Traveling to Paris
My money clip stolen, a sprained ankle, and Petey going to doggie heaven all in a month…that was enough for a spur of a moment trip to France! I joined some friends for drinks during the floods in Colorado when I found out one was visiting France and Spain in just six days.
I nonchalantly chimed, “I want to go.”
She replied, “Come.”
So that’s where my journey began. Six days before takeoff, Theresa didn’t have a plan or any reservations…only her plane ticket, and aside from picking hotels four days before we boarded the plane, that’s the way our trip remained. We took recommendations from friends and obviously focused on the tourist highlights and began our adventure to France…our first stop Paris!
To get a ticket on Theresa’s plane connecting through Chicago was going to costs $5,000, so I flew with a longer flight time but for SUBSTANTIALLY less money, and we met up at Charles De Gaulle. I was to land 30 minutes after Theresa, but after her delays I cooled my heals by the bathroom outside customs waiting on her. That was our only plan so far.
I was very fortunate to sit next to a woman on the plane who was very familiar with Paris. I learned that “gare” means train which was about the third word added to my French vocabulary (I studied Spanish in school). I also learned I should buy a 3 day metro pass. These two tidbits of information were quite helpful as we were able to take the RER (train) from the airport and transfer to the metro to arrive at our hotel for a fraction of the price of a taxi.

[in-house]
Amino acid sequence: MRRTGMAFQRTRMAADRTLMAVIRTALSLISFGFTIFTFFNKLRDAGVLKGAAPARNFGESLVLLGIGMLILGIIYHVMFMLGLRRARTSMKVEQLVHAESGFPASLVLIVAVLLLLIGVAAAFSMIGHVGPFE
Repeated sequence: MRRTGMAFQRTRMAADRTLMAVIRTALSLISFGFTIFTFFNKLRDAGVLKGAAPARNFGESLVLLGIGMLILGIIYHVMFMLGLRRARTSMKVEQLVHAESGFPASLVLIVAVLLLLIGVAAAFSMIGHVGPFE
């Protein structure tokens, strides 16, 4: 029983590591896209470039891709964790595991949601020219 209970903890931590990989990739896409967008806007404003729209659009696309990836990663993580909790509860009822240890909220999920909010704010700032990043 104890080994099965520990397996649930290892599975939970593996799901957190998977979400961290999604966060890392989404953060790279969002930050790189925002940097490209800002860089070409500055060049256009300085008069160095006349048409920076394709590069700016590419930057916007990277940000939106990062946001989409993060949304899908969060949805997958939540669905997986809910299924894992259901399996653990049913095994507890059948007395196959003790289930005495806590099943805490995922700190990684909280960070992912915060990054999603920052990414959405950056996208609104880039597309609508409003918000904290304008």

We stayed at the Mercure near the St. Lazare Station away from the tourist area and perfectly situated to ride the metro to all the attractions we ended up visiting. Eventhough we rode the metro, we still managed to walk about 12 miles a day…I’ve heard Paris was a walking city.
By the time we dropped our bags and freshened up, it was time for lunch. We wandered around aimlessly looking for a recommended restaurant nearby, but we found it was in a mall, so after a loop around the block, we ended up at a café across from our hotel. Much to our dismay, the menu was in French which was not what we had heard from our friends…we thought English would be included too! So we sat outside, enjoyed the crisp air, and looked at the meals on other tables. We settled with a hamburger patty topped with an egg and fries! Also, to our surprise, our waitress was friendly and spoke to us in English while we opened our French/English dictionary. “Je ne comprends pas” should come in handy…”I don’t understand”.
Montemartre’s Tourist Attractions